1. A marked and persistent fear of social or performance situations in which the person is exposed to unfamiliar people or to scrutiny by others. The individual often fears that he will act in a way that will be humiliating or embarrassing.
3. The person recognizes that the fear is excessive or unreasonable.
4. The feared situations are avoided or endured with intense distress.
5. The avoidance, anxious anticipation, or distress in the feared situations interferes with normal functioning or causes marked distress.
6. The duration of symptoms is at least six months.
7. The fear is not caused by a substance or medical condition, and is not caused by another disorder.
8. If a medical condition or another mental disorder is present, the fear is unrelated (eg, the fear is not of trembling in a patient with Parkinson's disease).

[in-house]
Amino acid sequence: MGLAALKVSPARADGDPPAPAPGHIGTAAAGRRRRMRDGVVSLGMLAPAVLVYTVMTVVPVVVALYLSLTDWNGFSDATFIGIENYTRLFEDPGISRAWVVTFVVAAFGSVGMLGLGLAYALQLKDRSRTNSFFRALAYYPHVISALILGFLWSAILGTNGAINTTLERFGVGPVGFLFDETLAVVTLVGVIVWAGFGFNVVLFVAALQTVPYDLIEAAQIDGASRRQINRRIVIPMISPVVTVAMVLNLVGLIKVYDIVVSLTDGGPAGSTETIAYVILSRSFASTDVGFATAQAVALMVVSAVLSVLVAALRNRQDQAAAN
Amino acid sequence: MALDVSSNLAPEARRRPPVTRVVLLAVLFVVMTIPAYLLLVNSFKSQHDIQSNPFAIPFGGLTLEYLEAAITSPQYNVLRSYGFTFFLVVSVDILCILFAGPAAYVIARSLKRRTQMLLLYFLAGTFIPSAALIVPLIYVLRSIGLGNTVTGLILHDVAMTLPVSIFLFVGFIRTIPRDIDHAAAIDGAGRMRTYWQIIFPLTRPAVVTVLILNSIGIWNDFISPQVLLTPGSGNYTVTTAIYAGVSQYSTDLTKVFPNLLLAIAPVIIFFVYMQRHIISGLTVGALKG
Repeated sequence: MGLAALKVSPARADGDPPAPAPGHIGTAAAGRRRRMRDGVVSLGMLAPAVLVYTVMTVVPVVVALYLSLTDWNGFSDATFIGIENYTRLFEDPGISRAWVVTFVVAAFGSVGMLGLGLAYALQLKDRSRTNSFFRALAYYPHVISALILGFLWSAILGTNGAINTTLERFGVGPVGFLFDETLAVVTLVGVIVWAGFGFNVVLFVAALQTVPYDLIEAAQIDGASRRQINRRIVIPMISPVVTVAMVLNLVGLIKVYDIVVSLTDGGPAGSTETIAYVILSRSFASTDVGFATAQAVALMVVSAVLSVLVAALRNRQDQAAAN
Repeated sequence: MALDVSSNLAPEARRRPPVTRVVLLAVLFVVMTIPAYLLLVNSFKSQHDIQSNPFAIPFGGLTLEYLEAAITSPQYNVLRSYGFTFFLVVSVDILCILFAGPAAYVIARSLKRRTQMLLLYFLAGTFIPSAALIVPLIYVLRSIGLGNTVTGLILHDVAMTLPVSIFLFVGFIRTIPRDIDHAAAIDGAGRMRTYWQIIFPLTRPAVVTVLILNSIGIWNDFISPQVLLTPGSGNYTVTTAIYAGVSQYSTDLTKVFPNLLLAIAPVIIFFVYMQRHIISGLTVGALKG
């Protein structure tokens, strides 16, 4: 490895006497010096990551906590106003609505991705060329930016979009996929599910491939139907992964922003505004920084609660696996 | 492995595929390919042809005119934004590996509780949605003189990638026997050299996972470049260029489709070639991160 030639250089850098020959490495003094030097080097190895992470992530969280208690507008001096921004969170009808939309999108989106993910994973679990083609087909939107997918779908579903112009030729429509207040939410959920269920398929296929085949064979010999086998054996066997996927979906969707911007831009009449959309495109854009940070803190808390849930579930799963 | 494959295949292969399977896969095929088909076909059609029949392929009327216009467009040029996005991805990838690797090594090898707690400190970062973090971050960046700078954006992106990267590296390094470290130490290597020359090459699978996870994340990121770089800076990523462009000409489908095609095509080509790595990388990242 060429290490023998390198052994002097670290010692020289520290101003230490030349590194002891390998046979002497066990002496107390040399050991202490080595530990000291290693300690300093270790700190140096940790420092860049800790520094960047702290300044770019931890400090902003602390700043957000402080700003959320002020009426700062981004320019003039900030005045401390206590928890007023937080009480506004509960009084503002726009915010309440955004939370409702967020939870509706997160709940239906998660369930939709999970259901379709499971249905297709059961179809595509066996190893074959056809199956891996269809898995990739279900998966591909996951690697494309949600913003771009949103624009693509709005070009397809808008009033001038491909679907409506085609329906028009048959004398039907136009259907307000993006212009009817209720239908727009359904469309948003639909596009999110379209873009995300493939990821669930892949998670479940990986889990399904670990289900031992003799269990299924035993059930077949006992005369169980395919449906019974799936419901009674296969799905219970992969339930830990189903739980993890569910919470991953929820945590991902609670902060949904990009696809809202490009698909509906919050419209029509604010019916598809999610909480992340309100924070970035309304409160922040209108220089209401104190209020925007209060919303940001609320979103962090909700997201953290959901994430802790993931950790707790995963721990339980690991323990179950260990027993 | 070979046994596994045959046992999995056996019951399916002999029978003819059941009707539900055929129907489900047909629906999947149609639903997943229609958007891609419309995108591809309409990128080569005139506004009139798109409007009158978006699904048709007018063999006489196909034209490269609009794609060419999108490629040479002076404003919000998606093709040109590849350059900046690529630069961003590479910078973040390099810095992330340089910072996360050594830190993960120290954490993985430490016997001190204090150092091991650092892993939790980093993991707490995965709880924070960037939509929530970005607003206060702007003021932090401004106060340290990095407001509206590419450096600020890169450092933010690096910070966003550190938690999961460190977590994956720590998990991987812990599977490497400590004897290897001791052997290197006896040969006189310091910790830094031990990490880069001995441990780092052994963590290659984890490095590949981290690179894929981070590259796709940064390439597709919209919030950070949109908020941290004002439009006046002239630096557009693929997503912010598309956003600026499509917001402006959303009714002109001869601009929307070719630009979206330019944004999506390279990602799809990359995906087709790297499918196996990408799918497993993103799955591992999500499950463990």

9. Specify if the fear is generalized: The fear is generalized if the patient fears most social situations.
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With all the stresses and strains of modern living, panic attacks are become a common problem for many people. Panic attacks occur when the pressure we are living under starts to creep up and overwhelm us. Often it's a result of running on the treadmill of life and forgetting to watch the signs and symptoms of the effects of excessive stress on our bodies. Thankfully panic attacks are very treatable. Often it is just a matter of learning to recognize the symptoms and learn simple but effective techniques that help you release yourself from the crippling effects a panic attack can bring.